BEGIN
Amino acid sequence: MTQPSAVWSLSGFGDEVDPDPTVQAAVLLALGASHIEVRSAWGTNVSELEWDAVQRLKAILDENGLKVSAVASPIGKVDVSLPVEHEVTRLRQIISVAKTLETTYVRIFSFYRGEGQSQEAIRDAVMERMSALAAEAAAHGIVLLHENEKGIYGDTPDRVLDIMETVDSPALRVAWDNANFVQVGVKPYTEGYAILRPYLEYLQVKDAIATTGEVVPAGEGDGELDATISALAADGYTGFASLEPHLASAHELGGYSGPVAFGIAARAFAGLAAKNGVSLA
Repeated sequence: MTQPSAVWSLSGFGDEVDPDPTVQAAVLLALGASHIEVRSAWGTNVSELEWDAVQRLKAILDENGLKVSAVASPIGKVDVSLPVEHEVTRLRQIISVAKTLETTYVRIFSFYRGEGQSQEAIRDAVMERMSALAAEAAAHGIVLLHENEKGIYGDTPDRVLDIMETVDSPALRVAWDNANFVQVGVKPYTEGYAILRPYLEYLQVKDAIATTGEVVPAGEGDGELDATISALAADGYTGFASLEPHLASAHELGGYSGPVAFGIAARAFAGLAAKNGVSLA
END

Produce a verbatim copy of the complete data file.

Amino acid sequence: MTQPSAVWSLSGFGDEVDPDPTVQAAVLLALGASHIEVRSAWGTNVSELEWDAVQRLKAILDENGLKVSAVASPIGKVDVSLPVEHEVTRLRQIISVAKTLETTYVRIFSFYRGEGQSQEAIRDAVMERMSALAAEAAAHGIVLLHENEKGIYGDTPDRVLDIMETVDSPALRVAWDNANFVQVGVKPYTEGYAILRPYLEYLQVKDAIATTGEVVPAGEGDGELDATISALAADGYTGFASLEPHLASAHELGGYSGPVAFGIAARAFAGLAAKNGVSLA
Repeated sequence: MTQPSAVWSLSGFGDEVDPDPTVQAAVLLALGASHIEVRSAWGTNVSELEWDAVQRLKAILDENGLKVSAVASPIGKVDVSLPVEHEVTRLRQIISVAKTLETTYVRIFSFYRGEGQSQEAIRDAVMERMSALAAEAAAHGIVLLHENEKGIYGDTPDRVLDIMETVDSPALRVAWDNANFVQVGVKPYTEGYAILRPYLEYLQVKDAIATTGEVVPAGEGDGELDATISALAADGYTGFASLEPHLASAHELGGYSGPVAFGIAARAFAGLAAKNGVSLA